If you are retired and you want volunteering to absorb some of your spare time, then voluntary service for an organization that you feel passionate about could be the answer.
There is a view of retirees, which may or may not be true, that they have endless free time. In the course of your retirement planning you may have already scheduled a good deal of your time for family, friends, travel, and retirement hobbies. And perhaps you have a part time retirement job. You are going to be busy! And yet, you have arrived at this page because you have an innate desire to serve, to pass on your skills and knowledge, to give something back. If that sums up your life stage, you are the ideal candidates for volunteerism.
One of the best pieces of advice I got from my retirement coach was to avoid making any major commitments affecting my first year of retirement, such as selling the family home, moving abroad, taking a retirement job, or community service. But I didn't heed his advice!
A good friend of mine invited me to take on the role of secretary to a national service organization. I accepted the office, based on our friendship, without understanding what the position involved. I soon discovered that it just wasn't for me. I greatly admired the work of the organization, but I had no interest in secretarial committee work, and the time commitment didn't fit my lifestyle. I managed to quickly extricate myself, without too much inconvenience to the organization, or discord with my friend. I felt a calling to service beyond my self interest, but I hadn't given adequate consideration to my goals and interests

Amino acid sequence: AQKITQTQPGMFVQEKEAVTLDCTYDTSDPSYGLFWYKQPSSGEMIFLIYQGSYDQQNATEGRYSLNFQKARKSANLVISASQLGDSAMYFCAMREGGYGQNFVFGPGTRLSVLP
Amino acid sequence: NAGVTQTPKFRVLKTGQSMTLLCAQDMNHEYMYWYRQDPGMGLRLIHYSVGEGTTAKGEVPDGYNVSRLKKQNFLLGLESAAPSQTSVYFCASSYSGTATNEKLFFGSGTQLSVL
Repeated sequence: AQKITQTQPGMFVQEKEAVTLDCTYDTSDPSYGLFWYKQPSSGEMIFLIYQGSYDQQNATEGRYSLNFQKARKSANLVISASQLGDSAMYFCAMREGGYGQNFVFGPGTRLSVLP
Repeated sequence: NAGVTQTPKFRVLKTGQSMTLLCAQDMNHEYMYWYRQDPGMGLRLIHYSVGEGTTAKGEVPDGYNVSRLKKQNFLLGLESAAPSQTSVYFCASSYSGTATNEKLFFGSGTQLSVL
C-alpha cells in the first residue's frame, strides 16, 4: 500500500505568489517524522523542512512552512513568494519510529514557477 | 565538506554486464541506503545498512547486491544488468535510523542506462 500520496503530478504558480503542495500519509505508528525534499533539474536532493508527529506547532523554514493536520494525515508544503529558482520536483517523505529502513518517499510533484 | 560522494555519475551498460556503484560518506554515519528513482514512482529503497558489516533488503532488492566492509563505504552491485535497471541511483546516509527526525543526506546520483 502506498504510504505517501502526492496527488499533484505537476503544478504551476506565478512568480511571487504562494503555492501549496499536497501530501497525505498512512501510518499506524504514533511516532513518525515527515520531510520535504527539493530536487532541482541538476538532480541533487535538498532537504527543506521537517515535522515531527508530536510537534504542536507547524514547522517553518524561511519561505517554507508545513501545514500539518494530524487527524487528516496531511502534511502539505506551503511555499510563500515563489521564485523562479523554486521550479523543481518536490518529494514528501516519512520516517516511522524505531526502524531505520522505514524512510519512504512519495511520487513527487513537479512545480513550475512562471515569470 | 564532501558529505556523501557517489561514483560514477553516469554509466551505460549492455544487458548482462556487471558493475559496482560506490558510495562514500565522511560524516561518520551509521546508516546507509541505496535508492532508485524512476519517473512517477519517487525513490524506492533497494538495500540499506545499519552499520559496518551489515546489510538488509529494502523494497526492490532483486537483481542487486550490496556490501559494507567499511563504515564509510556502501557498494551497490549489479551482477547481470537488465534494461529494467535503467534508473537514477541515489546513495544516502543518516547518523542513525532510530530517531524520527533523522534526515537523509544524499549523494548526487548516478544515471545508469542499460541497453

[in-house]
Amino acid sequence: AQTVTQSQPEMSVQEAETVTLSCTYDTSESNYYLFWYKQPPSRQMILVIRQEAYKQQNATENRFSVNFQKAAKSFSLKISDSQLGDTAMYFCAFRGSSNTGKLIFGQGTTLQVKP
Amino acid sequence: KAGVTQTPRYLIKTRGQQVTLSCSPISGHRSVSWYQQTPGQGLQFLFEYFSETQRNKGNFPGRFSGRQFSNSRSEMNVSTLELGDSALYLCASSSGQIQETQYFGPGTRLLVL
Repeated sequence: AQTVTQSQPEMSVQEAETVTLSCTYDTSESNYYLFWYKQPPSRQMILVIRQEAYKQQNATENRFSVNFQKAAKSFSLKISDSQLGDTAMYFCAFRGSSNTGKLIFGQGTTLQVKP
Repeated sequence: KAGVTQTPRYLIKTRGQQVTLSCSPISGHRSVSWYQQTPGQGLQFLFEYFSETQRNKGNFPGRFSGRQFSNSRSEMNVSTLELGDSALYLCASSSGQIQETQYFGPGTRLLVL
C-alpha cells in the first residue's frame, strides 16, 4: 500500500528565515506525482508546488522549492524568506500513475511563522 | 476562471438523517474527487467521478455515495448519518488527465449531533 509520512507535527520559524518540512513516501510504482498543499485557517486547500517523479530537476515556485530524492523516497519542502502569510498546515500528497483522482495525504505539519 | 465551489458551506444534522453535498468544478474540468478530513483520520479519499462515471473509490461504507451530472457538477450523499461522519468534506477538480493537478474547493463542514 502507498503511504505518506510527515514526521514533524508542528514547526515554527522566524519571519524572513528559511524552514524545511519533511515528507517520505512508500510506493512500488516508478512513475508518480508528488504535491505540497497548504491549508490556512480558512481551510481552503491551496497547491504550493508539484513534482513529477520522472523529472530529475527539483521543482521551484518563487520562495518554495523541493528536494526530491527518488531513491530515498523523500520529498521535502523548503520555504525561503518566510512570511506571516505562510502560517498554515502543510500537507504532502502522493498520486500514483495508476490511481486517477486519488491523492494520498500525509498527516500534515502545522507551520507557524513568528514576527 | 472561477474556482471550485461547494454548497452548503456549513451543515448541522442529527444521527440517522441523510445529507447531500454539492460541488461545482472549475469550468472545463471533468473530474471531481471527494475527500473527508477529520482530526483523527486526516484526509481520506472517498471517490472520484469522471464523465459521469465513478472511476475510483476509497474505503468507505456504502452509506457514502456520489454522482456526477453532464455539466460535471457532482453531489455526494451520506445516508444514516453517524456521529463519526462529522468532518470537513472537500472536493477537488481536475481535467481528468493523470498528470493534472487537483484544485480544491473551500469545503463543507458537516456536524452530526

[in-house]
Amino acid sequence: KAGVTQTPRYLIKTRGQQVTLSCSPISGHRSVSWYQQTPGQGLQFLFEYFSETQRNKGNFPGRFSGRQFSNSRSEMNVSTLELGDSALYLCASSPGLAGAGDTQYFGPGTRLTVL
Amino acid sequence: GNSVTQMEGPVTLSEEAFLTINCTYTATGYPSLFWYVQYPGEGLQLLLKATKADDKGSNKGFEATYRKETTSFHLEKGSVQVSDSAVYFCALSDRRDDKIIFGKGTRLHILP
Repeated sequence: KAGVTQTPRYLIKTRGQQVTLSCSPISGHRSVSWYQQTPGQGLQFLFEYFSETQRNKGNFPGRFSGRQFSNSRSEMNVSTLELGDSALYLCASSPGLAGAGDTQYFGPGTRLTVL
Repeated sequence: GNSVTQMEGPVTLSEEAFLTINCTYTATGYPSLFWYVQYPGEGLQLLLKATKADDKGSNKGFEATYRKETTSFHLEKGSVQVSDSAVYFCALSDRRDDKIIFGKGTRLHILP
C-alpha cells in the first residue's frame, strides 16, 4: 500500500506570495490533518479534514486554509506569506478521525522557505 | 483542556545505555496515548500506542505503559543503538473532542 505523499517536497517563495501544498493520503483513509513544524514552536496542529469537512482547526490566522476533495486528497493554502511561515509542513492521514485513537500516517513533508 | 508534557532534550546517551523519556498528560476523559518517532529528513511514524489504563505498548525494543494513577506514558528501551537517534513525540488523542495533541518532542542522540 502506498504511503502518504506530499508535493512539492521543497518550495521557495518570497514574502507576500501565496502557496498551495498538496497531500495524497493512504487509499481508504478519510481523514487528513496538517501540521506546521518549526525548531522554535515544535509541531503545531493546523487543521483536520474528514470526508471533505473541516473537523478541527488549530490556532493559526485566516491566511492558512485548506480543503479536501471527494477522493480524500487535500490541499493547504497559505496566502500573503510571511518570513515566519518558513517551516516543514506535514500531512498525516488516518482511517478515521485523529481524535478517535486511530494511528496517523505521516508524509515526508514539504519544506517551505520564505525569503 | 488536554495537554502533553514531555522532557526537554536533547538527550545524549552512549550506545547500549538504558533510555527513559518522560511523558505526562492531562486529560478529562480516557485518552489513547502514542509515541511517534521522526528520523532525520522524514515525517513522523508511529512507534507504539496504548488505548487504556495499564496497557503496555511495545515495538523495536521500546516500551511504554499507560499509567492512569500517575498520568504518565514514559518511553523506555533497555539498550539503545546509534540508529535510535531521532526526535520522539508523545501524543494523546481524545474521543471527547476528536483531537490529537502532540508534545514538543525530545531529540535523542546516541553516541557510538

Think about why you want to be of service, and what you would enjoy doing. Activities that match both your goals and your interests are most likely to be enjoyable and fulfilling for you. Your time is valuable, and you don’t want your efforts be drudgery. The ideal way to help is to serve in a way that matches your personality and interests. The best volunteer experiences benefit both the volunteers and the organization they serve.
If you are an older person you may choose to serve for a number of reasons:
You benefit yourself and your family, as well as the cause you choose to help. As a member of the Rotary Club, I often hear participants kindly say that they benefited from their service at least as much as the people they assisted.
Research confirms that voluntary service improves the health of seniors. They become more engaged in their world and reap health benefits. Volunteering is good for physical and mental health at any age, but it’s especially beneficial in older adults, as it encourages them to stay active. Active retirement is crucial for healthy ageing and senior healthcare.
Service to others leads to greater life satisfaction and lower rates of depression. The feeling of fulfillment you get from making other people happy makes you happy.
What are you being called to do? Find a cause! Supporting others leads to a more meaningful, longer and healthier life.
There are numerous options available. In a future article I will give you some ideas on where to find opportunities for volunteering with seniors.
Many Retirees are more active than their parents were, and are excited to reconnect with the adventure and volunteering experience of their youth.
Read this inspirational story about the retirement adventure The Ambulance Man.